28.That he had subsequently sold the plot No. 285 to the Defendant wherein they had entered into a sale agreement dated 17th December 2007. He proceeded to produce the said agreement as Third Party Df exh 2. He further testified that at the time the Plaintiff had sold to him the land, it had no title deed as the whole area was still under Settlement Fund Trustee. His evidence was that when he went to the land’s office in the year 2017 and was told that the title deed had been taken by the Plaintiff, they had been advised by Counsel to place a caution because the Plaintiff had gone behind their backs to take the title.
29.That he had proceeded to place a caution on the land on the 3rd December, 2014. He produced a copy of the said green card as Third Party Df Exh.3. He proceeded to testify that after placing the caution they had reported to the Chief, the District Officer and District Commissioner wherein the Chief had written letters stating that the two plots had been sold by its proprietor. He also testified that they had had a meeting with the local residents.
30.He produced a letter dated 30th December, 2014 addressed to Deputy County Commissioner, Kericho by the District Officer as Third Party Df exh. 4. His further evidence was that there had been letters written by the Chief dated 8th December, 2014 and 4th September, 2014, in relation to the suit land, which letters he proceeded to produce as Third Party Df Exh 5 (a) (b)
31.That it had not been true that he had not bought the land and that he had not paid the Plaintiff. That had the Plaintiff had an issue, he would have reported him to the police. That he had paid the Plaintiff all the money and did not owe him even a cent. He was referred to Df exh 1 where he confirmed that he had paid the Plaintiff Ksh. 130,000/= wherein the said Plaintiff acknowledged to having received the money.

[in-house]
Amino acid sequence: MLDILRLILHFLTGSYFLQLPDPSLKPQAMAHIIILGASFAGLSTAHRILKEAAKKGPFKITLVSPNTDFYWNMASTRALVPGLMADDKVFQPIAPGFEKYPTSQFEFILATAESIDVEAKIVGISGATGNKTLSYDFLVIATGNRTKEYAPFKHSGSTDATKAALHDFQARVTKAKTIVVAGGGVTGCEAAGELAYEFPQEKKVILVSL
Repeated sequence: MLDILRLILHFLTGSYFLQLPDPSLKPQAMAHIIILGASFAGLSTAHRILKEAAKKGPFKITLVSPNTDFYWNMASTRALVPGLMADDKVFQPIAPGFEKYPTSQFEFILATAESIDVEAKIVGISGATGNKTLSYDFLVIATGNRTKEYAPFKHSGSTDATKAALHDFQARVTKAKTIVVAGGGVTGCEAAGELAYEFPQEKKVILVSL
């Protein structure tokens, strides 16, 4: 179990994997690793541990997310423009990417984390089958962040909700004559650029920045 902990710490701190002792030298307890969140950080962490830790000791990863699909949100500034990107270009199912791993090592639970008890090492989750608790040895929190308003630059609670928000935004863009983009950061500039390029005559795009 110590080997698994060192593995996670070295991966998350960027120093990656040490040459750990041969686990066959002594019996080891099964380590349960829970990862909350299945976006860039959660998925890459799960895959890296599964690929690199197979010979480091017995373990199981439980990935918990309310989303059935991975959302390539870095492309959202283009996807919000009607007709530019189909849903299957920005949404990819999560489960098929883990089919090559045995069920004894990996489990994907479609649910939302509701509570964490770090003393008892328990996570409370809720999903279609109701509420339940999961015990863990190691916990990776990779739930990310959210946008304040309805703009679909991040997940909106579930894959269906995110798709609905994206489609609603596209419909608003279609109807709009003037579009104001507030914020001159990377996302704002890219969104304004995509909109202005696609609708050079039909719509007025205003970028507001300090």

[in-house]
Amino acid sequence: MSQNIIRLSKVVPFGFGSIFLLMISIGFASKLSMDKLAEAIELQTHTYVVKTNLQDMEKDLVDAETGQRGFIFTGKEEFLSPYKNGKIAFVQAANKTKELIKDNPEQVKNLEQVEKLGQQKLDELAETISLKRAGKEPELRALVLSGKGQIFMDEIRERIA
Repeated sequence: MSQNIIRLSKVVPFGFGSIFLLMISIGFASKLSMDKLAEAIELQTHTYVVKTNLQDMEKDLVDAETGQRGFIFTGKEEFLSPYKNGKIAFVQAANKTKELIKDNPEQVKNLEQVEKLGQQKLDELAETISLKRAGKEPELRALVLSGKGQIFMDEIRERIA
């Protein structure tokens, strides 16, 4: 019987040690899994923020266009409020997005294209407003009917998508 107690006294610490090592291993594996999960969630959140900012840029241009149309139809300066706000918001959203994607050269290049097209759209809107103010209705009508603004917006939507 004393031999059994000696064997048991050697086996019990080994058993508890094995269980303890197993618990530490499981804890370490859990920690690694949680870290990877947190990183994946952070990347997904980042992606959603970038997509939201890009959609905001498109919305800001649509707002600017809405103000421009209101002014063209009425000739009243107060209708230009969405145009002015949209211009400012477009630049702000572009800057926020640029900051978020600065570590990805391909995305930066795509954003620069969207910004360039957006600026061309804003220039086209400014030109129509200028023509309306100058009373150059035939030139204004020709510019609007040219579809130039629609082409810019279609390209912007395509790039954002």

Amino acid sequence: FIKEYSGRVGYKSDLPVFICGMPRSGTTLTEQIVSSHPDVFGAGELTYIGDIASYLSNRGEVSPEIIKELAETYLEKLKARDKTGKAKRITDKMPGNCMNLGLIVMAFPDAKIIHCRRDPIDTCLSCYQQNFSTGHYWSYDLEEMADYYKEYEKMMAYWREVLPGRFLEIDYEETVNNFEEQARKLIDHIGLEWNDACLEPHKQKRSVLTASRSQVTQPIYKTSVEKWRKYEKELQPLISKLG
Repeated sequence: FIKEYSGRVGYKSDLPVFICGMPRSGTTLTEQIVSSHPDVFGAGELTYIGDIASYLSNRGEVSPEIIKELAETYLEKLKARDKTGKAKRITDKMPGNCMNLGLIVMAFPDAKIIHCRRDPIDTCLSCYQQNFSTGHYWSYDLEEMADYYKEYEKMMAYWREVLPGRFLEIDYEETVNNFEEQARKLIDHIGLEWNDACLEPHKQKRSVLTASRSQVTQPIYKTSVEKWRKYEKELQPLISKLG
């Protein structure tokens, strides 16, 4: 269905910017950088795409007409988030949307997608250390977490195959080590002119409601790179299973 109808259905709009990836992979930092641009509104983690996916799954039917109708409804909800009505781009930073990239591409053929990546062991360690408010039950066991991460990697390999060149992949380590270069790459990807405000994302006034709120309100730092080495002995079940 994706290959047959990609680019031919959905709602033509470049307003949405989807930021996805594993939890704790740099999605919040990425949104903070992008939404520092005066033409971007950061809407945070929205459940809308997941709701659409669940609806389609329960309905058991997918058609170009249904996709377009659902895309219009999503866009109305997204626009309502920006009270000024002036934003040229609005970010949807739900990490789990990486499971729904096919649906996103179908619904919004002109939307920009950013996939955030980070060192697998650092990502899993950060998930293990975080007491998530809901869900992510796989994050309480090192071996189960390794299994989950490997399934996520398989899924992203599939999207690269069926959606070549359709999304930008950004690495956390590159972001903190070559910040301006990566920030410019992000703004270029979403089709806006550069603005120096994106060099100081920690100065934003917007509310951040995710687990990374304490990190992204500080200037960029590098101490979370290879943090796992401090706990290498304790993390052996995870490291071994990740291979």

32.He concluded his evidence by stating that the Plaintiff’s case had been filed after many years after he sold him land in the years 1993 and 1994. That he was 35 years old then and was now 66 years old (at the time of giving his testimony). He sought that the case be dismissed and the Plaintiff be compelled to give him the title as he did not owe him anything.
33.On being cross-examined by Counsel for the Defendant, he confirmed that he had sold plot No. 285 to the Defendant wherein they had entered into a sale agreement before Counsel. That the Defendant had completed all the issues they had agreed upon hence the said Defendant did not owe him anything. His evidence was that he sold to the Defendant the whole piece of land comprising of 8 acres as per the agreement he had produced as Third Party Df exh 2 wherein he had given the Defendant possession of the land in the same year after the said Defendant paid him the purchase price. That although he could not remember the month, he was certain that he had given the Defendant immediate possession and that the said Defendant was still in possession and occupation of the land and was utilizing it.